When we come to Yom Kippur, two questions need to be asked. First, the word Teshuva implies “a return.” To where are we returning? Secondly, how do we stand before G-d each year in repentance, asking him to forgive us, promising to change, while praising Him that He “forgives our sins year after year.” It is as if we are telling him that we know we will be back next year with more sins!

Beyond the commitment to rectify individual actions, Teshuva is the return to – reconnecting with – the Divine element that resides in each of us. This unique central point is the source of our individuality with which G-d endowed us, and should serve as the motivating force of our activities. This core of our being is the totality of ones unique resources and talents, and it is on this basis that each person is given his or her unique mission in this world. It is in the nature of our material existence that we lose touch with this center, allowing our actions to be motivated by physical drives, insecurities and social pressures that are detached from the essence of our own existence. The actions that emanate from sources detached from our Divine center are sinful. Identifying our true essence, which is the activity of the Ten Days of Repentance, and returning to it on Yom Kippur, is the secret of pure atonement to which we aspire each year. The goal of Yom Kippur is the perfection of our relationship with our true selves.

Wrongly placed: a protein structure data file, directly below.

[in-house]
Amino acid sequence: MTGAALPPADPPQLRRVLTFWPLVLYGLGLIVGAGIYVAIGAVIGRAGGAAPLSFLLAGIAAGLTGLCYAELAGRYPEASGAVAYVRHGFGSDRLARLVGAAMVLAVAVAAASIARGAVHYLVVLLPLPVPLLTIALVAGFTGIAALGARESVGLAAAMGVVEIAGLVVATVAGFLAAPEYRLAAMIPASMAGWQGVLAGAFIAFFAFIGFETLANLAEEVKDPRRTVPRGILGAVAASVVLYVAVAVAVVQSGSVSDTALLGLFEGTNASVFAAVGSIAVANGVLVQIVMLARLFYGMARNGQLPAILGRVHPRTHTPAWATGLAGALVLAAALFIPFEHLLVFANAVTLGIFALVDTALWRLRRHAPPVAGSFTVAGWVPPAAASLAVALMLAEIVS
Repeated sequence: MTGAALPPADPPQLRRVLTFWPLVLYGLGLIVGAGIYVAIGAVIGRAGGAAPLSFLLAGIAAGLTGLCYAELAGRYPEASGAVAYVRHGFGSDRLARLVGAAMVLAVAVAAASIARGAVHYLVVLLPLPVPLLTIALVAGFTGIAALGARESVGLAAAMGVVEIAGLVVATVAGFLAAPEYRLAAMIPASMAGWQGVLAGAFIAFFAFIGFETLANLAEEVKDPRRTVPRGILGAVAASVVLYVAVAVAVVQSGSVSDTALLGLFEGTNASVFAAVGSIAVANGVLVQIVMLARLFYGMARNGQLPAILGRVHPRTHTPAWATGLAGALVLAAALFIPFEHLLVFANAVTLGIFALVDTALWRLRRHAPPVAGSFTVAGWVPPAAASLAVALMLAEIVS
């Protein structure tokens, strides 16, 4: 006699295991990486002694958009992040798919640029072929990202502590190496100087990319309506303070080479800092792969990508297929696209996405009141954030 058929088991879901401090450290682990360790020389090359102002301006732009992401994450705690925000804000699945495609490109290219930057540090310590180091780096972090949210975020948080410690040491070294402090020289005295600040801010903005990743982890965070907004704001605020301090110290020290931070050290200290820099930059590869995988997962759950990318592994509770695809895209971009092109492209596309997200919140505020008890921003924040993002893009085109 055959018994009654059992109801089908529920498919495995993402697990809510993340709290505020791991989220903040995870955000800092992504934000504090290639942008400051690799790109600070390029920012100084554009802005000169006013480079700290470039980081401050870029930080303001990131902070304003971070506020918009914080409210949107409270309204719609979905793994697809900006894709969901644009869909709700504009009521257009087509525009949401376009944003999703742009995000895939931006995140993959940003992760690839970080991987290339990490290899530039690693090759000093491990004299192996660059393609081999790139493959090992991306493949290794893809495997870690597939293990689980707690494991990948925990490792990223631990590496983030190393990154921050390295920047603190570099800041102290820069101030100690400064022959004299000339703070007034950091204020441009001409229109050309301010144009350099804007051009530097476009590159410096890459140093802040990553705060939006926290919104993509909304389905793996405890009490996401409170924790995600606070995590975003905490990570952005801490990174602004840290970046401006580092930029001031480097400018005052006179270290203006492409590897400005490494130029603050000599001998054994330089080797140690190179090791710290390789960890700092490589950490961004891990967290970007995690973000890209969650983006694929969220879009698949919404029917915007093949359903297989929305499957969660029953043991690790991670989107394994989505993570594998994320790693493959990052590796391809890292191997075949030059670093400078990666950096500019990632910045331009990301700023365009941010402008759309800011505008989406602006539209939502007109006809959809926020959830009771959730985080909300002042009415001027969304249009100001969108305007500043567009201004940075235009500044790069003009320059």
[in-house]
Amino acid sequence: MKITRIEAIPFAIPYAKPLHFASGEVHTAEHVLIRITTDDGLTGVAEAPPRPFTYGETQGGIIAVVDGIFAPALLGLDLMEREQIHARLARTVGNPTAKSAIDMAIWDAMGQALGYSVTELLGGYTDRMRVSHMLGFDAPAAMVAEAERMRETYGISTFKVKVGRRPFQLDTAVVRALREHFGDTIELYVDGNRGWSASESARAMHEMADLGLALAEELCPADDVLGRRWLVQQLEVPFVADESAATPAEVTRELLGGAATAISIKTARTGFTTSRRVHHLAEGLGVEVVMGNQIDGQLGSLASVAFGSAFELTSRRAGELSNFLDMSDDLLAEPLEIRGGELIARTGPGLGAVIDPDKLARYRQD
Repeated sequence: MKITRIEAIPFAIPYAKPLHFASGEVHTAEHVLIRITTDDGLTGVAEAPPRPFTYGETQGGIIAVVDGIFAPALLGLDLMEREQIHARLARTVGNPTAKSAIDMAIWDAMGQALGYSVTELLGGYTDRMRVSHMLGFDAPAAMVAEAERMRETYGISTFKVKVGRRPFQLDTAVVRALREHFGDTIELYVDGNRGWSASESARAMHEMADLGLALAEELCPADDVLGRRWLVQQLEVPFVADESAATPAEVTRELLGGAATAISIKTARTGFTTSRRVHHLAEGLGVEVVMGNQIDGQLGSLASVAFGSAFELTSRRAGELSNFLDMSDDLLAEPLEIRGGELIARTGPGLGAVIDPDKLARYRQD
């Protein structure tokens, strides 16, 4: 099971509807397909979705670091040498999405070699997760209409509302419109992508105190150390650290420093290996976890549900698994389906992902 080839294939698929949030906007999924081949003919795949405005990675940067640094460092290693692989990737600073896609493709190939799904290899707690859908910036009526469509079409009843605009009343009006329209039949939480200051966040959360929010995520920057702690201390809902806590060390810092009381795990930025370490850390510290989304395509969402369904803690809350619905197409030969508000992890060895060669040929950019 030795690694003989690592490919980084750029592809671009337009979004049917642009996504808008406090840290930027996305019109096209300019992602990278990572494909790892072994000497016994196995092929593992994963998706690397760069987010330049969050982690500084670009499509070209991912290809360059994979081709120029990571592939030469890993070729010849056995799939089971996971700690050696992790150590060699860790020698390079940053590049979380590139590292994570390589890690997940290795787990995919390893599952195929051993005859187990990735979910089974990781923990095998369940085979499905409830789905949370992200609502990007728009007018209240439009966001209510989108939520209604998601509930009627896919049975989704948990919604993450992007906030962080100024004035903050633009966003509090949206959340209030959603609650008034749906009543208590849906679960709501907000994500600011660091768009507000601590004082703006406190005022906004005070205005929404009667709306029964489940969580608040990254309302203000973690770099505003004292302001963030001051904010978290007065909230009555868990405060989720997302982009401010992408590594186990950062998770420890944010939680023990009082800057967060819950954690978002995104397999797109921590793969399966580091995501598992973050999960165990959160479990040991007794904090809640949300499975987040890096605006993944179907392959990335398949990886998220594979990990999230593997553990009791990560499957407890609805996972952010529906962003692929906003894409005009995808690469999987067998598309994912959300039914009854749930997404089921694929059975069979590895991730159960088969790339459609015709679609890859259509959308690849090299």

In the commandments of Sukkoth, the Torah writes “V’hatyita Ach Sameach“, “And you should be only in happiness.” What is the source of this special happiness which seems to go beyond that of other Holidays?

After reconnecting with our inner essence on Yom Kippur, elevating ourselves closer to the Divine world, we are worthy hosts to “invite” G-d down to our world, so to speak. But for G-d to accept this “invitation” requires both a dwelling place and a community that are worthy of hosting Him.

The temporary and austere nature of the Sukka reflects a deep understanding of the true nature of material possessions and our physical existence. It is in this kind of environment, symbolizing an existence built on spiritual values and nourishment, that is an appropriate dwelling place for the Divine presence to “visit.”